How lowering blood pressure affects Alzheimer’s dementia risk? Researchers Wednesday reported that aggressive treatment of high blood pressure can prevent dementia and could also reduce the risk of memory and thinking problems.

This is the first time researchers have shown a link between the blood pressure treatment and Alzheimer’s disease.

For the study, researchers recruited people and they treated to a top blood pressure reading of 120 were 19 percent less likely to develop mild cognitive impairment. The investigators also found that these people were 15 percent less likely to eventually develop cognitive decline and dementia.

“This is really the first time we have been able to show in a clinical trial that aggressive management of these cardiovascular risk factors such as blood pressure can reduce a person’s risk for cognitive impairment,” Dr. Keith Fargo, director of scientific programs and operations at the Alzheimer’s Association said.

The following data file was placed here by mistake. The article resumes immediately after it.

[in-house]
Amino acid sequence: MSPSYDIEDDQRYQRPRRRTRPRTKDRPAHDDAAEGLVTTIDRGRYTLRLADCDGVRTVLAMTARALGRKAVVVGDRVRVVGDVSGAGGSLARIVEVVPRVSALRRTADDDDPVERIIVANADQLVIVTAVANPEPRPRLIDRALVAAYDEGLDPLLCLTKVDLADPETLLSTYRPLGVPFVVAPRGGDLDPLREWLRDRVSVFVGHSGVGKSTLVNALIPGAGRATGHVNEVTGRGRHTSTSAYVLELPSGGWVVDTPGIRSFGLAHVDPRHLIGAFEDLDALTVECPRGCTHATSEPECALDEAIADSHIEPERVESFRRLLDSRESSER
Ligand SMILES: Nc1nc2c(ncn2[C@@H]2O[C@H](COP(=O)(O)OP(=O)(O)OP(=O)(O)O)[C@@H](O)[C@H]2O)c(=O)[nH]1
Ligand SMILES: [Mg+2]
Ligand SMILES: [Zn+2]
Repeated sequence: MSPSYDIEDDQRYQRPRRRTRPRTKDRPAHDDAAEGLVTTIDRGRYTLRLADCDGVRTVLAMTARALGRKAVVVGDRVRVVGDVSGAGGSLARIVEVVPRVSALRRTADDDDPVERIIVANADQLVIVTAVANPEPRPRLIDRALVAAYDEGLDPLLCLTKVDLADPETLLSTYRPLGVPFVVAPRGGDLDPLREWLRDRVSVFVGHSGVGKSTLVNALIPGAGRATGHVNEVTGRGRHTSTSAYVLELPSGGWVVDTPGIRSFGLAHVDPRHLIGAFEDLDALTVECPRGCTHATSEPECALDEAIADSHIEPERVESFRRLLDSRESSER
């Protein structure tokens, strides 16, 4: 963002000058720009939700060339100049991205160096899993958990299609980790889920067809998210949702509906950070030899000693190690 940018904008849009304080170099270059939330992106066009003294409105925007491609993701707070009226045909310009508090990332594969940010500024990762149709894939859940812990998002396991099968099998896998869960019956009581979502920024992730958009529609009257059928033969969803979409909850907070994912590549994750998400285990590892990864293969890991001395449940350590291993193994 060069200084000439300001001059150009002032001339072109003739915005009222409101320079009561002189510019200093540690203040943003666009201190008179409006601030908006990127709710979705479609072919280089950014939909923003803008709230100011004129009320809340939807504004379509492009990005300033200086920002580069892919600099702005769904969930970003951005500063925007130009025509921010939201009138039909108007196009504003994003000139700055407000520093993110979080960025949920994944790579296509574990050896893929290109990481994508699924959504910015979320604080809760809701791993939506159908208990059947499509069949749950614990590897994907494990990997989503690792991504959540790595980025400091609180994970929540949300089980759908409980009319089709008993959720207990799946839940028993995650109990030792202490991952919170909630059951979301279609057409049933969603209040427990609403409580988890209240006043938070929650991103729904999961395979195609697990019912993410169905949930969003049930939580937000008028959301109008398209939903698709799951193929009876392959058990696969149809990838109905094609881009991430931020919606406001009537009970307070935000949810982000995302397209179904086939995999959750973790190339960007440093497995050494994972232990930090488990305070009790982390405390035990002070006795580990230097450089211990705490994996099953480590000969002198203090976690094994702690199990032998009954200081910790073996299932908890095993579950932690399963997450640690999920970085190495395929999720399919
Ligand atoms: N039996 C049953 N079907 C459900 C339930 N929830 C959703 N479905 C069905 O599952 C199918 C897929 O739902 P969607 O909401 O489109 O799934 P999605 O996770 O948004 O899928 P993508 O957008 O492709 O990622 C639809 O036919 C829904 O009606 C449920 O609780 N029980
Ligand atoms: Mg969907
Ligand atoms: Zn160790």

Alzheimer’s is the current sixth-leading cause of death in the United States and the fifth-leading cause of death among those ages 65 and older. Though, there’s no cure. Doctors prescribe traditional medicines such as Aricept and Namenda that just eases symptoms. Many studies recommend that a healthy lifestyle can lower the risk.

More than normal blood pressure can damage blood vessels and have an association with a higher risk for dementia. But it’s unclear whether lowering pressure will reduce that risk. The new study was conducted to test this.

“These results support the need to maintain well-controlled blood pressure, especially for persons over the age of 50,” suggests Dr. Jeff Williamson of the Wake Forest School of Medicine and colleagues.